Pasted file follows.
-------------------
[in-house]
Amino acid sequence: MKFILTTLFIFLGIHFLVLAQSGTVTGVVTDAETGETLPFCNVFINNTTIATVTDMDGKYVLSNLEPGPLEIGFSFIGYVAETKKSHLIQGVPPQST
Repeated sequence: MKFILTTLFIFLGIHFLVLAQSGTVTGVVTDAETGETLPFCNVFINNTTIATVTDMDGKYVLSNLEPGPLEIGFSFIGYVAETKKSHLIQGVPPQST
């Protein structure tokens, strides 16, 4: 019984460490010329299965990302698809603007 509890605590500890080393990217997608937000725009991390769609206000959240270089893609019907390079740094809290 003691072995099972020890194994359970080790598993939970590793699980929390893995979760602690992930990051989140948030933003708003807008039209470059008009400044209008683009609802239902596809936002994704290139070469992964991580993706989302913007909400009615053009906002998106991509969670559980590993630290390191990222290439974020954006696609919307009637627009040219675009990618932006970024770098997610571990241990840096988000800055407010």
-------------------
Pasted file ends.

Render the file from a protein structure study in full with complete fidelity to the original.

[in-house]
Amino acid sequence: MKFILTTLFIFLGIHFLVLAQSGTVTGVVTDAETGETLPFCNVFINNTTIATVTDMDGKYVLSNLEPGPLEIGFSFIGYVAETKKSHLIQGVPPQST
Repeated sequence: MKFILTTLFIFLGIHFLVLAQSGTVTGVVTDAETGETLPFCNVFINNTTIATVTDMDGKYVLSNLEPGPLEIGFSFIGYVAETKKSHLIQGVPPQST
């Protein structure tokens, strides 16, 4: 019984460490010329299965990302698809603007 509890605590500890080393990217997608937000725009991390769609206000959240270089893609019907390079740094809290 003691072995099972020890194994359970080790598993939970590793699980929390893995979760602690992930990051989140948030933003708003807008039209470059008009400044209008683009609802239902596809936002994704290139070469992964991580993706989302913007909400009615053009906002998106991509969670559980590993630290390191990222290439974020954006696609919307009637627009040219675009990618932006970024770098997610571990241990840096988000800055407010």